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By then, a young and charismatic right-wing nationalist lawyer had entered Russia’s political stage. Alexei Navalny’s early activism heavily featured ethnic opposition to non-Russian immigration. But he soon became a popular champion through an evidence-based campaign against the regime’s oligarchical miasma of corruption. His nationalism differentiated him from the customary democratic reformers associated with the chaos of the 1990s.
Denied access to propagandistic state TV that doesn’t even report on him, Navalny built an online media presence on his own. A video he posted of a preposterous $1 billion “palace” allegedly built for Putin by crony billionaires has over 100 million views, dwarfing the reach of the state’s Channel One.
Corruption is a theme all Russians can relate to, rather than seeking to replicate in Russia the elusive cultural norms and values of western countries’ democracies, which have been corroded in Russian eyes by the sorry Donald Trump show. Navalny’s forceful challenge to authority is layered on top of dismay over a stagnant economy and growing frustration with the state’s continuous lies.
Navalny isn’t for tinkering reforms. In challenging Russians to imagine “Rossiya bez Putina,”Russia without Putin, he poses a more existential threat to Putin’s legitimacy and power, his cronies and the whole rotten system. Which is why the state tried to kill him.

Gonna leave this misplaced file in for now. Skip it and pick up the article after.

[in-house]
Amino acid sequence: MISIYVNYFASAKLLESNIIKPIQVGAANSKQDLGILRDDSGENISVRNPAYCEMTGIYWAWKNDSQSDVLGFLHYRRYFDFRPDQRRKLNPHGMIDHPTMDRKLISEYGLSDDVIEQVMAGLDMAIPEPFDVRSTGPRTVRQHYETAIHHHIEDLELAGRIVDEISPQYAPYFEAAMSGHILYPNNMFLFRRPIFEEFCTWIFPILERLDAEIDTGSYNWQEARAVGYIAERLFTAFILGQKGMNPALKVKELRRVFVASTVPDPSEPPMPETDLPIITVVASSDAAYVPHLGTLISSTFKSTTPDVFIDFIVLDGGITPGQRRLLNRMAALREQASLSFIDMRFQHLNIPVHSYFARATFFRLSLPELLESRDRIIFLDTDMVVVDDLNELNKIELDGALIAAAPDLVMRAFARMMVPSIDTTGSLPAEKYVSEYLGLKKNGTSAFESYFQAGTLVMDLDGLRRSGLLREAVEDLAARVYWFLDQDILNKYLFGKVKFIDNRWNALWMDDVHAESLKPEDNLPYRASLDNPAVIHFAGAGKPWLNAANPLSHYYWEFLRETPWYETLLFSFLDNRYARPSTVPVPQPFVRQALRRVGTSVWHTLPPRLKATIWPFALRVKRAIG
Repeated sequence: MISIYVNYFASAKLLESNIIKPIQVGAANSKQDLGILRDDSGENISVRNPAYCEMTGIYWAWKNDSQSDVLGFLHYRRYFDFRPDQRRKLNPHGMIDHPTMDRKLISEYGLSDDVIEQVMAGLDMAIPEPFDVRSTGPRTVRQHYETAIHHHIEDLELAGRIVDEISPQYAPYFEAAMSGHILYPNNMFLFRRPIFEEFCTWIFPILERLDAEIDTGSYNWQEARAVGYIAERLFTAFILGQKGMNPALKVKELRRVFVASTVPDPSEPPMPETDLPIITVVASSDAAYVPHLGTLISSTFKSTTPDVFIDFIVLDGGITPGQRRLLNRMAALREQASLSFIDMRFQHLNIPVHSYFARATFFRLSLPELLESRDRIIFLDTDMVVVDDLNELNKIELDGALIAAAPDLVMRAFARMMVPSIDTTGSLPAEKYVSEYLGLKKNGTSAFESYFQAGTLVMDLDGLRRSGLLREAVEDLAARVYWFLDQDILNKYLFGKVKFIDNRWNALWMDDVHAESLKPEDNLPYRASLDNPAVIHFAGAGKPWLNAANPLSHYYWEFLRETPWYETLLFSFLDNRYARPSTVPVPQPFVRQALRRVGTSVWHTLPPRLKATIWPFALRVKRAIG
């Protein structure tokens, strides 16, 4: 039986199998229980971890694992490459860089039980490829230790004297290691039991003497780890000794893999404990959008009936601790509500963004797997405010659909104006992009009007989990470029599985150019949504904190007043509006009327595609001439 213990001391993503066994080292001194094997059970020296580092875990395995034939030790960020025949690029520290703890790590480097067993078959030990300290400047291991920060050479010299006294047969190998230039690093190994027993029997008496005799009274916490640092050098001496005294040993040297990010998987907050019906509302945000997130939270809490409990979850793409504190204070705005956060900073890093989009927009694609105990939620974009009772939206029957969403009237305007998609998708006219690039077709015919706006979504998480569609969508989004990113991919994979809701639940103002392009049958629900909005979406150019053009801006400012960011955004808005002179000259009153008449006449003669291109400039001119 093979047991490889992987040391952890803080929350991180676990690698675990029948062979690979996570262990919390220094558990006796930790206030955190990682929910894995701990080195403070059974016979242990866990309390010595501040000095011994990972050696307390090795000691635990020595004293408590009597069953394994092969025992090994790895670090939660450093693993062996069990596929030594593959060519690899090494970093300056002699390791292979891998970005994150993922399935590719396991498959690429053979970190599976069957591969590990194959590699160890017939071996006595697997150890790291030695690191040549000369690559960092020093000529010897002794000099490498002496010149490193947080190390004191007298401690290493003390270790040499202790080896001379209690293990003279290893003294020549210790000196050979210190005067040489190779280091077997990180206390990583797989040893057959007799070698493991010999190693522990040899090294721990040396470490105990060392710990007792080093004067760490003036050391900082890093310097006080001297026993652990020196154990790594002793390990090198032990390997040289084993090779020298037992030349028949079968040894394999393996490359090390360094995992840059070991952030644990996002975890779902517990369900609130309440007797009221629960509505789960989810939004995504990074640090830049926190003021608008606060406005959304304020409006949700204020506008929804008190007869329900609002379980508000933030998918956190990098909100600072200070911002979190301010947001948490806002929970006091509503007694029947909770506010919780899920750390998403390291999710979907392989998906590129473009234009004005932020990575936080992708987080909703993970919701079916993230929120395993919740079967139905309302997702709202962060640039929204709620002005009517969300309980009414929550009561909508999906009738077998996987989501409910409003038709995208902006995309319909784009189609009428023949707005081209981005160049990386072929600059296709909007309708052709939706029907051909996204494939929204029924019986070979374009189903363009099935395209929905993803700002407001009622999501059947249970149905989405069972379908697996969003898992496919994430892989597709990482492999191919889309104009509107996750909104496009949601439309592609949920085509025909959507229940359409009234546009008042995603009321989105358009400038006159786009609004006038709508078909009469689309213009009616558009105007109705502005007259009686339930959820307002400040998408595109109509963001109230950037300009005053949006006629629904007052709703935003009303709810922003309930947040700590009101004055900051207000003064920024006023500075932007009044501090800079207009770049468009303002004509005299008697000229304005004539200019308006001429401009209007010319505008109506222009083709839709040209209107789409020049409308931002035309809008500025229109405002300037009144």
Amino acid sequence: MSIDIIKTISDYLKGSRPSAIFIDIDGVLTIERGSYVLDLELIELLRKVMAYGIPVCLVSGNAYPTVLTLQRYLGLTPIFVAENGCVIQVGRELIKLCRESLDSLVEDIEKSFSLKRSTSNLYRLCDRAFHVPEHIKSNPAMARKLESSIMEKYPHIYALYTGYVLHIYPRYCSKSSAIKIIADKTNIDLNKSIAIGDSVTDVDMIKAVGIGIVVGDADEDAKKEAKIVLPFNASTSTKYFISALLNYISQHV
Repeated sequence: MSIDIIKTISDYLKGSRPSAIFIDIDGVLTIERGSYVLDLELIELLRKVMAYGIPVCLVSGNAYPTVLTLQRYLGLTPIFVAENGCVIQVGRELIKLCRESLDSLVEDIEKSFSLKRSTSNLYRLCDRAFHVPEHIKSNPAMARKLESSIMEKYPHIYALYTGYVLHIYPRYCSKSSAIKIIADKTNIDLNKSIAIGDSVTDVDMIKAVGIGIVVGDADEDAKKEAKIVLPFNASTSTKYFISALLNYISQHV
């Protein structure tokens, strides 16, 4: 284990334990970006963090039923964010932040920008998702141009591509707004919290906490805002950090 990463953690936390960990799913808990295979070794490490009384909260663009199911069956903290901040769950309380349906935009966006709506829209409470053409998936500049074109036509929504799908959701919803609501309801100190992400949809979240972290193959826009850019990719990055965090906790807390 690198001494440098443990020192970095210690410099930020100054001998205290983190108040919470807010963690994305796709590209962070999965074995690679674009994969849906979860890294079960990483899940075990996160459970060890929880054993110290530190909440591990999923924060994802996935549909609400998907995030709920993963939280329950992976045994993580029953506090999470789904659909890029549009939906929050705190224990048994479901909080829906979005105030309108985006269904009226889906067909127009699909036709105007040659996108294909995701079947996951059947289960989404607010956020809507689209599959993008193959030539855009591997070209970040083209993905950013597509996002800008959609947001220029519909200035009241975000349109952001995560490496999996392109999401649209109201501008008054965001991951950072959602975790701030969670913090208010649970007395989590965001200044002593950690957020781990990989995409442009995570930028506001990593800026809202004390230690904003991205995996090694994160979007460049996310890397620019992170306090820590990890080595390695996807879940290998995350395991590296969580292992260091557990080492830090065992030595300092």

Last summer, Navalny, was poisoned with a Novichok nerve agent and fell seriously ill on a flight to Moscow. The Kremlin, not surprisingly, denies any responsibility — though Russian authorities have refused to investigate because, they say, no strong evidence exists that a crime was committed.
Having first had the temerity to survive, Navalny tricked state security officials into admitting the crime in a staged and recorded phone call. Navalny then did an unthinkably brave thing in January by returning to Russia. He was promptly arrested on phony charges and sentenced to two and a half years in a penal colony. Navalny mocked Putin in court. “One man hiding in a bunker,” he called him, and “Vladimir the Underpants Poisoner” — a reference to evidence that the nerve agent was placed in Navalny’s underpants.
Navalny’s purpose is to channel his bravery to the population. Protests indeed erupted across Russia, leaving Putin again wrong-footed by this unpredictable adversary who keeps raising the ante.
Masha Gessen, a Russian journalist and long-time Putin critic, doesn’t believe Navalny can bring Putin down. Change, Gessen says, is more likely to come from inside the regime than from the streets. But regime insiders can measure the public’s mood, too. A battle for minds is on. Parliamentary elections in September will test support. Will all those who remember the bruising chaos and poverty of the 1990s still support Putin?
Many are fed up. Today’s protesters are mostly mature, and, as a product of Navalny’s unprecedented organizing ability, spread over 100 cities. Navalny’s courage offers a counter to the public’s learned “resignation and helplessness” on which Economist editor Arkady Ostrovsky says Putin’s security services depend.
Navalny in prison evokes the character known as “Z” in the 1969 Costa-Gavras film about a martyr in the struggle against dictatorship; he’ll be physically in jail but virtually everywhere. Meanwhile, Putin’s credibility declines. In his bubble, he won’t hear citizens deride his excesses and pretensions or savour Navalny’s courtroom defiance.
Change is inevitable. How it happens is up to Russians, not to outsiders. But one thinks of the doomed tsar Nicholas II, isolated in his palace. When revolution happened then, it happened all at once.